“ Brand: Lakeland / Type: Meat „
I noticed that each breast is 92% chicken and the rest is salt and water which suggests to me that they would be dangerously high in salt as the company have hidden the salt quantity.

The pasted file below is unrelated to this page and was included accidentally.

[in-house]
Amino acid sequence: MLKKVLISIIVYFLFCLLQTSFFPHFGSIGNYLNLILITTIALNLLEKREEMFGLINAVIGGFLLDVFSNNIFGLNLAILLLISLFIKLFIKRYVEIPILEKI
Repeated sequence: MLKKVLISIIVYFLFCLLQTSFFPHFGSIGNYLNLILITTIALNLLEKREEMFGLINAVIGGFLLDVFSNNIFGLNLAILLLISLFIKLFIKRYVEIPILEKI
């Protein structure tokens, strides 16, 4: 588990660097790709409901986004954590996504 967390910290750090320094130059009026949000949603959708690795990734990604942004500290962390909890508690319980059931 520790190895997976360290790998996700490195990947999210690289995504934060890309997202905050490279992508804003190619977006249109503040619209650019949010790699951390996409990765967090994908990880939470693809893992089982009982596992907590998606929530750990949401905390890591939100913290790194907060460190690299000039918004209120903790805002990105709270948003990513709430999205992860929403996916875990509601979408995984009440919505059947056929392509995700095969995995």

Having just written a ranting review on a bread product sold by Tesco that contains an ingredient derived from pig-hair, I feel slightly uncomfortable in following that up with a review on worryingly cheap chicken meat. These Lakeland chicken breast fillets are currently on sale in Tesco in the frozen food section for £2.99 for a 600g bag of 5-6. This is extremely, worryingly, cheap, for chicken breast bits. The only possible consolation here is that the product is notionally being sold as a half-price offer; the usual cost being £6 a packet. I don't usually buy products like this (honest!) so I can't comment on whether this notional £6 per packet is real or a fantasy of a price-bracket. I certainly had some concerns about the provenance of the chicken (which for convenience, and price's sake I'm sad to say I have ignored - several times, as I have bought several bags of the special offer stuff) - as it's all battery-produced, low-welfare-standard stuff, of course. It's obviously not a 'high end' product: the fillets in the bags are all different sizes, some of them are whopping great things more than twice the size of the others - which explains why in some bags you get 5 and in others 6, as they are sold by weight. They do taste like cheap chicken (of course) but the taste is all right. I defrosted mine before cooking them (I don't know if this is the recommended preparation method for Lakeland chicken breast fillets or not; we just don't have a freezer so they thaw out in the fridge) and the texture in the bag once they've thawed is extremely slimy - you have to reach into a bag containing a fair amount of pink-tinged slime in the bottom to get the fillets out, which is slightly disconcerting. The polythene bag they're sold in is, however, quite a heavy-duty one, which is a very good thing, as it meanst the bag doesn't have a tendency to rip and leak slimy stuff all over everything. Once cooked the texture of the product is exactly like the texture of that slightly wierd, very distinctive chicken you get when you buy pre-cooked dishes from a Chinese or Indian takeaway. The fillets shrink quite a bit when they are cooked. Is it hydrolysed protein from animals other than chickens that's generating that distinctive texture - and all that slime? One of the more recent food scandals in this country involves cheap chicken meat imported from the Continent (mostly Germany and...somewhere else, I forget) which was being adulterated with protein derived from bovine / porcine sources, in order to bulk up the weight of the chicken, as as well improving as its keeping qualities. Most of this adulterated meat was being sold to the takeaway restaurant trade. In addition to the religious concerns this generates - of course large sections of the British population are averse to eating pig and cow products, on religious grounds - there is also the public health issue - in that the cow protein used in this apparently un-regulated process could be being derived from BSE-infected sources. According to the Lakeland Chicken Breast fillets packets, all they've got added to them is water and salt - which certainly explains why they need little or no additional seasoning during cooking, as I find them salty as heck. I notice however that nobody else seems to be buying them from the local Tesco here - the £2.99 offer was supposed to end 10 days ago and there are still loads left on sale. Can it be that other people know something about these cheap chicken fillets that I don't?